World Wide Words logo

Celtic Tiger

This is a punning reference to the longer-established term tiger economy, which has been used for about fifteen years to describe the more successful small Asian economies. The original tiger economies were the Four Tigers of Hong Kong, Singapore, Taiwan and South Korea, which have been joined more recently by others that include the Philippines, Thailand and Malaysia (though these, with Hong Kong, have suffered substantial economic reverses this year, which have affected many Western financial markets).

The Celtic Tiger is the Republic of Ireland, which has benefited very greatly from its membership of the European Union, both through financial aid and through inward investment by companies opening factories in the country to gain access to European markets and take advantage of the country’s low rate of corporation tax. As a result, Ireland claims to have been the fastest-growing economy in Europe over the past decade, admittedly from a low base (though some critics claim the figures have been inflated through a sneaky tendency of some multinationals to pretend output comes from Ireland in order to pay less tax, a technique known as transfer pricing). The term is mostly confined to British and Irish business and financial circles, and must be classed as jargon.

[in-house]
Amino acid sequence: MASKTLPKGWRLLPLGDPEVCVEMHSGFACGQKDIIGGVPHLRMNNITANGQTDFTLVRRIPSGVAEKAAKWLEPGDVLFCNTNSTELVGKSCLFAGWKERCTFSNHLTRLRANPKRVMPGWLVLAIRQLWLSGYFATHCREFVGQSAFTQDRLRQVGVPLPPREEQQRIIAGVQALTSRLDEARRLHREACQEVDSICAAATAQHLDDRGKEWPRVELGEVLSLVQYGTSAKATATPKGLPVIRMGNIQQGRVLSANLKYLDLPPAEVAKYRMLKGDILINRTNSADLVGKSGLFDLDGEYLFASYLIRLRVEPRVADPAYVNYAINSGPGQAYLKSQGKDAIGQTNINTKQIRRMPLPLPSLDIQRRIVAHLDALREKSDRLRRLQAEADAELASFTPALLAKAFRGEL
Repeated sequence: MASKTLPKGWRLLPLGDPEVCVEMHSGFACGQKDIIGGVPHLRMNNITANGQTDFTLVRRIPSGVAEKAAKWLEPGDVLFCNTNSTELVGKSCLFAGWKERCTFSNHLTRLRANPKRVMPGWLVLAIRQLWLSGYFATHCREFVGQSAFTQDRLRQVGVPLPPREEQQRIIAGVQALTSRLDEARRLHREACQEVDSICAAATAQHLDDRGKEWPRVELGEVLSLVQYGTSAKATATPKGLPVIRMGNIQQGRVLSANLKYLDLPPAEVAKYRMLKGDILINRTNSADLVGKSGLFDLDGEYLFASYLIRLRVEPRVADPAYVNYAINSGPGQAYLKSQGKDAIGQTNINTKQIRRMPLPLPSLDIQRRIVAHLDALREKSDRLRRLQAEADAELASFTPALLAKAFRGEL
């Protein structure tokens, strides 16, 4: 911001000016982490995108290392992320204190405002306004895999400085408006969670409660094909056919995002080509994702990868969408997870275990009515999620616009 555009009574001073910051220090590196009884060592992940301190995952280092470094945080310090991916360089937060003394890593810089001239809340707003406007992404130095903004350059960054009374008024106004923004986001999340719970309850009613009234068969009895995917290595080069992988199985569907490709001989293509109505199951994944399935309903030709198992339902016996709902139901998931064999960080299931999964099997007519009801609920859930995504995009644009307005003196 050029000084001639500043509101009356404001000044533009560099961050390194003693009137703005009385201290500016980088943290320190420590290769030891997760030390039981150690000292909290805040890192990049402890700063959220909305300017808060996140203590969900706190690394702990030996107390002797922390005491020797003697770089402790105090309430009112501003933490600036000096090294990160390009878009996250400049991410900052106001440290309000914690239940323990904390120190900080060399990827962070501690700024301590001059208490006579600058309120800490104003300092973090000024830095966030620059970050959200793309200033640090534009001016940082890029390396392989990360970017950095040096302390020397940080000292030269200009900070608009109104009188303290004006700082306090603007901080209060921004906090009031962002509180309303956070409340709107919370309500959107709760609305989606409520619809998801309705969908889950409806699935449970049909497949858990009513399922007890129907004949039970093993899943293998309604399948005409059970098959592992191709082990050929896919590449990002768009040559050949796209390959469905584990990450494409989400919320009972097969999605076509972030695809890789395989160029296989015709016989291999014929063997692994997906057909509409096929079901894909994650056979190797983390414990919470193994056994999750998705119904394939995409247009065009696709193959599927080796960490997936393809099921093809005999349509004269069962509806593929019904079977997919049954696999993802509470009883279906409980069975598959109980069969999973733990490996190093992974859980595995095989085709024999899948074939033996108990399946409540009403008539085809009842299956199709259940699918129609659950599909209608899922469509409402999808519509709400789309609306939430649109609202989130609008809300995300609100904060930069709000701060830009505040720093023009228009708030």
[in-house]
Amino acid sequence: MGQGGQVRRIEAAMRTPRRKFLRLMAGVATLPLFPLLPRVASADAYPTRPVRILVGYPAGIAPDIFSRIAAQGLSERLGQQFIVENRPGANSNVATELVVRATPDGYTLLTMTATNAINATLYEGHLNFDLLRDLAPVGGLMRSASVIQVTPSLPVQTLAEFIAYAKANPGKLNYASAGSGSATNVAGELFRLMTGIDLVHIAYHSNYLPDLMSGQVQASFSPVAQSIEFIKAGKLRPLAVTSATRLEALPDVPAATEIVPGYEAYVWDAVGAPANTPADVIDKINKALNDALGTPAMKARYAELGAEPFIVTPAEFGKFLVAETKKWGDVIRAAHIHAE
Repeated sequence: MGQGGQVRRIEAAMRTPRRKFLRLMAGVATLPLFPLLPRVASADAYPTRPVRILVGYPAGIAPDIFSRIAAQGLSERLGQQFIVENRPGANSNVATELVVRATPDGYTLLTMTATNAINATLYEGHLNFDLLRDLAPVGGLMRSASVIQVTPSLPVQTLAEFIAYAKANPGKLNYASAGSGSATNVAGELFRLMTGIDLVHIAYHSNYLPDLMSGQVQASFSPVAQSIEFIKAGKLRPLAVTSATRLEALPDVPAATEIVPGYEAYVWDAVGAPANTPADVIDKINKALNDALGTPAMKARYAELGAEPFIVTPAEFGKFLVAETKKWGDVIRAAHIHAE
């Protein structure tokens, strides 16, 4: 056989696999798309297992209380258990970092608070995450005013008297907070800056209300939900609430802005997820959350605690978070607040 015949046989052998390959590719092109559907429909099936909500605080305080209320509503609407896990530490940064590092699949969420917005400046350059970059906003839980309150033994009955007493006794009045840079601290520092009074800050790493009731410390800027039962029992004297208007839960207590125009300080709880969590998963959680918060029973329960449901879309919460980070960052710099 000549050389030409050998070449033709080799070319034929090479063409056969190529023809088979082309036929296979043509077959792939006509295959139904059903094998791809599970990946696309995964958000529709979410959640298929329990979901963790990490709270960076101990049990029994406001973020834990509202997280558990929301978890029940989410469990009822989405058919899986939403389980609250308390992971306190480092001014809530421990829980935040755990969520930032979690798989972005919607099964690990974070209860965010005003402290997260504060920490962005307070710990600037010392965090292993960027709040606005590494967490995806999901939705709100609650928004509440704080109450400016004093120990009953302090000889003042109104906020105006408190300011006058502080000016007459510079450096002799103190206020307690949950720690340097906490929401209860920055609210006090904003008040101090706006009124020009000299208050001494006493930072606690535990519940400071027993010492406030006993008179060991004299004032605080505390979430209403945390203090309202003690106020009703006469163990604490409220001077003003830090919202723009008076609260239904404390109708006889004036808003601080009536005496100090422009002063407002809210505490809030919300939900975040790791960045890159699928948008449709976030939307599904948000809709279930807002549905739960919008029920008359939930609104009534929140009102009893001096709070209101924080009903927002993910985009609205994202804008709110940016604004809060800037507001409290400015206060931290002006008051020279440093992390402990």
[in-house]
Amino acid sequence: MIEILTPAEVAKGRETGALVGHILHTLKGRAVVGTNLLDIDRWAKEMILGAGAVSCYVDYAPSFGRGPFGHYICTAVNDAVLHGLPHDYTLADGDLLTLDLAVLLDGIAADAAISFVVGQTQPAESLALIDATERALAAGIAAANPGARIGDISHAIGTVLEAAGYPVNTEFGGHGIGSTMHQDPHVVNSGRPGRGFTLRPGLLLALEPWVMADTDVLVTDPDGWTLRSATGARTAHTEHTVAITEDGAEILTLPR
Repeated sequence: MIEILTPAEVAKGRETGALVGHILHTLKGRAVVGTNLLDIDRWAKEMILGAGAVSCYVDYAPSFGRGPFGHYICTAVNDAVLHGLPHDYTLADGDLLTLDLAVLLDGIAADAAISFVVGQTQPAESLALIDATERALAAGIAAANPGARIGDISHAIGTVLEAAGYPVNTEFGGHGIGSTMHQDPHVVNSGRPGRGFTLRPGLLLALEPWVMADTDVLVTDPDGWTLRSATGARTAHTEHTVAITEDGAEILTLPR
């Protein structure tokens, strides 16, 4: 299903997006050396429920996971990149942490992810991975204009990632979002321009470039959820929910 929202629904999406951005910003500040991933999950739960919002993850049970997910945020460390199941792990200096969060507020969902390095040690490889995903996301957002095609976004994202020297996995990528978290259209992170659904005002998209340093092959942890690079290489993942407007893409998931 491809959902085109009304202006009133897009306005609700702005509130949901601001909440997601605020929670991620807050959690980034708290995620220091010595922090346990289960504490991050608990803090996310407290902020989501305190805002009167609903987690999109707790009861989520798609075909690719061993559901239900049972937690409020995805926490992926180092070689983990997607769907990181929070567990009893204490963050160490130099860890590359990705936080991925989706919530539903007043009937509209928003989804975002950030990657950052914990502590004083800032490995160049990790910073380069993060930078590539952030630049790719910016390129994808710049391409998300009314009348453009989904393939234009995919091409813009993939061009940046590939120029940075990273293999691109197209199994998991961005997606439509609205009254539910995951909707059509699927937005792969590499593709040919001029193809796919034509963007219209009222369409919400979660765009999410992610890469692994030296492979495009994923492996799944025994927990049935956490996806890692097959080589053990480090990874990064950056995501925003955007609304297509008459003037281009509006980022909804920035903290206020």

Page created 12 Jul. 1997

Support World Wide Words.

Donate by selecting your currency and clicking the button.


Buy anything from Amazon and get me a small commission at no cost to you.

Buy from Amazon UK Buy from Amazon USA

World Wide Words is copyright © Michael Quinion, 1996–2014. All rights reserved. See the copyright page for notes about linking to and reusing this page. For help in viewing the site, see the technical FAQ. Your comments, corrections and suggestions are always welcome.

World Wide Words is copyright © Michael Quinion, 1996–2014. All rights reserved.
This page URL: http://www.worldwidewords.org/turnsofphrase/tp-cel1.htm
Last modified: 12 July 1997.